When “The Girl Who Follows Recipes” Proved She Can Improvise

Spring 2019 is an interesting season for us. Clay is adventuring in Wisconsin for six weeks of making theater (and living out of a very nice little hotel room with an efficiency kitchen), and I’m at home in Connecticut with the cats, the long commute to New York, and the CSA share.

He’s been more than idly afraid that I’ll choose to subsist on chips and guacamole for the duration of the trip, and I have been defiantly proving him wrong by preparing my own meals all week (with the exception of one extremely late night when take-out was the difference between eating and going to bed hungry). The catch is that I’ve been relying on leftovers or my go-to dishes, specific things that I know how to make from a precise list of ingredients. Last night that changed.

I left for the farm around 5:30, focused on arriving before they closed up shop at 6 and I missed my collection window. The whole way, I thought about what I might make from the yet-to-be-revealed bounty. I mentally ticked through the list of ingredients back home – a pint of lovely mushrooms Clay bought just before he left, a few glugs of red wine left in a bottle, a half dozen small potatoes, the end of a loaf of sourdough bread, a red pepper or two, several different cheeses, a pint of cream, and a pantry well-stocked with dry goods. Betting that – like in the last three weeks – there would be some salad greens and spring onions in the mix, I settled on a creamy mushroom sauce over egg noodles with a green salad (dressed with goat cheese, toasted pecans, and chive blossom vinaigrette).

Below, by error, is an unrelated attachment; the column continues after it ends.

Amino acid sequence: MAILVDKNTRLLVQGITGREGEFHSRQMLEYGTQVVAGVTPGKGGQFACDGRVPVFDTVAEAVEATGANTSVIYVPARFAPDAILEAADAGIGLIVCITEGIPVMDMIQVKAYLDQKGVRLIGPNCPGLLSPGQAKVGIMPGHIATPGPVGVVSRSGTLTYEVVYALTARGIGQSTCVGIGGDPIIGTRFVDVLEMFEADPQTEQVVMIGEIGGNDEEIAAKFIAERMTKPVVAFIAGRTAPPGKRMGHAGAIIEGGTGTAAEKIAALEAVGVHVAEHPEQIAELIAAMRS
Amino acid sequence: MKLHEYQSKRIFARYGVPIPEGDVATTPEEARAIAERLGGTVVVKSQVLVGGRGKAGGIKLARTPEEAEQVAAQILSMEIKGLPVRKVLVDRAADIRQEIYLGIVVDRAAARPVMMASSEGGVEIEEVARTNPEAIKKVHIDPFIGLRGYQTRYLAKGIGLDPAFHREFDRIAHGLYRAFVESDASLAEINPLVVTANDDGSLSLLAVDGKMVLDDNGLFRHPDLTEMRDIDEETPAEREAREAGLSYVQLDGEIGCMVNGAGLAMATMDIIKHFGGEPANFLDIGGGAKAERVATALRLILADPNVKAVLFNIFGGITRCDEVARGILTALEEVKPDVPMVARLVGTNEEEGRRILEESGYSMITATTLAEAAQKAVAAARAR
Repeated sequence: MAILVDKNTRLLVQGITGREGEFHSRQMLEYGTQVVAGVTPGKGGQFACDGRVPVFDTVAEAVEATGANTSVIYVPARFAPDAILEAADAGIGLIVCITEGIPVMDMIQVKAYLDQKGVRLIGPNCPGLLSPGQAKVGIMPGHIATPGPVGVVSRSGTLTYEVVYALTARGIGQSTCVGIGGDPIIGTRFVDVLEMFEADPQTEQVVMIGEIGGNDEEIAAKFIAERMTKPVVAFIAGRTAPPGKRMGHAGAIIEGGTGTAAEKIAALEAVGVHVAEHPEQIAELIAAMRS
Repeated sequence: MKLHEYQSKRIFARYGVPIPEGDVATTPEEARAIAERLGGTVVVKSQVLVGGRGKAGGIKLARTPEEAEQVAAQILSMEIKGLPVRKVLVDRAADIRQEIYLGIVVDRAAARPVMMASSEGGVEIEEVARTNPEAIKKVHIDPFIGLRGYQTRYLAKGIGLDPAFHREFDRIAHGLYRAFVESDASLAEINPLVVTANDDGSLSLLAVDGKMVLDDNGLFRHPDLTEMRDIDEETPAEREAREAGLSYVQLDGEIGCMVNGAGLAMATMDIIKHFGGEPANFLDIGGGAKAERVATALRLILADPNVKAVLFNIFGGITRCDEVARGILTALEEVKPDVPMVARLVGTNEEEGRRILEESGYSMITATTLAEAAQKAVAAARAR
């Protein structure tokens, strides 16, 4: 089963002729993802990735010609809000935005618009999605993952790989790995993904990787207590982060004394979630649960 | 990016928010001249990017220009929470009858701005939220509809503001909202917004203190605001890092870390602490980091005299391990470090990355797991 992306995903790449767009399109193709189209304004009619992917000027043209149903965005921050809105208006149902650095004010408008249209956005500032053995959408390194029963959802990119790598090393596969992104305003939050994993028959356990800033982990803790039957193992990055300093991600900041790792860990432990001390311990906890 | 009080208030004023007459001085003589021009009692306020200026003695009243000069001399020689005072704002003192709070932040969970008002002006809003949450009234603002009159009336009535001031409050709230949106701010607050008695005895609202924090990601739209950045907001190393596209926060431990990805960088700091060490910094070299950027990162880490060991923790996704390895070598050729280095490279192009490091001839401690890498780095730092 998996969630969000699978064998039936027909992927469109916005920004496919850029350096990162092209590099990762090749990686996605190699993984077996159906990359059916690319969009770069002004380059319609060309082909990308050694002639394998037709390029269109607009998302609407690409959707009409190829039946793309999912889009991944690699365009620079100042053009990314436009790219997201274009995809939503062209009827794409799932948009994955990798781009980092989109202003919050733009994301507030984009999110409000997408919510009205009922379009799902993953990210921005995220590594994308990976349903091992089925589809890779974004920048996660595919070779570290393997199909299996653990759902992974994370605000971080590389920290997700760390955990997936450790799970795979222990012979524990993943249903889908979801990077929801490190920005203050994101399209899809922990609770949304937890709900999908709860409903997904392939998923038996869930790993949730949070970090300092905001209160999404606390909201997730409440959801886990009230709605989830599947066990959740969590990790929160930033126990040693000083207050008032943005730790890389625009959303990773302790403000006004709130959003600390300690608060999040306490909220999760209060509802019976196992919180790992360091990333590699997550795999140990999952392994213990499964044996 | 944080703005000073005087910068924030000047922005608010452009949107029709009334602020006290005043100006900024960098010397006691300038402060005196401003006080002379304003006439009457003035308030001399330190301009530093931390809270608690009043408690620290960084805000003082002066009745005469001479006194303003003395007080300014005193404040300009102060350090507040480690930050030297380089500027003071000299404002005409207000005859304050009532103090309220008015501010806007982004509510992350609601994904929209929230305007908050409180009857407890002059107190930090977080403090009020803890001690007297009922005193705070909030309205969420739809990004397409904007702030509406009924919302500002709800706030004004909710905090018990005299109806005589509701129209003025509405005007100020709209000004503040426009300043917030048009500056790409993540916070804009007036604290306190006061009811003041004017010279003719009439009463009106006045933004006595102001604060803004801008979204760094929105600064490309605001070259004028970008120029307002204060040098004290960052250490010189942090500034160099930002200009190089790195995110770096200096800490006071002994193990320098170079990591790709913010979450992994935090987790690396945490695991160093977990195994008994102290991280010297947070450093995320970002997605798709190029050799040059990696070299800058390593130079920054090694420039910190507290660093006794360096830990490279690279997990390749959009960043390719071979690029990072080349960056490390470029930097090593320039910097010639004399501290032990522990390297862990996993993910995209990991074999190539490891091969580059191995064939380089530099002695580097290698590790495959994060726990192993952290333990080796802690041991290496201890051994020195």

I arrived at the farm just in time and read the list of share items for the week. Having promised that I would not accept anything I did not believe I would eat (since Clay is far more vegetable-loving than I am), I collected the arugula flowers, salad greens, asparagus, and green garlic but left the mustard greens and tatsoi greens (since bitter leaves are rarely my thing) and the basil and tomato seedlings (since after four years of trying I have accepted that my yard doesn’t receive enough sun to support either).

The lack of onions didn’t bother me; Clay had stocked the freezer with chopped onions for me before he left, so my plan was intact with the addition of mild garlic to add to the sauce, and enough asparagus that I could add in those languishing peppers and make a tiny lasagna primavera for myself this weekend.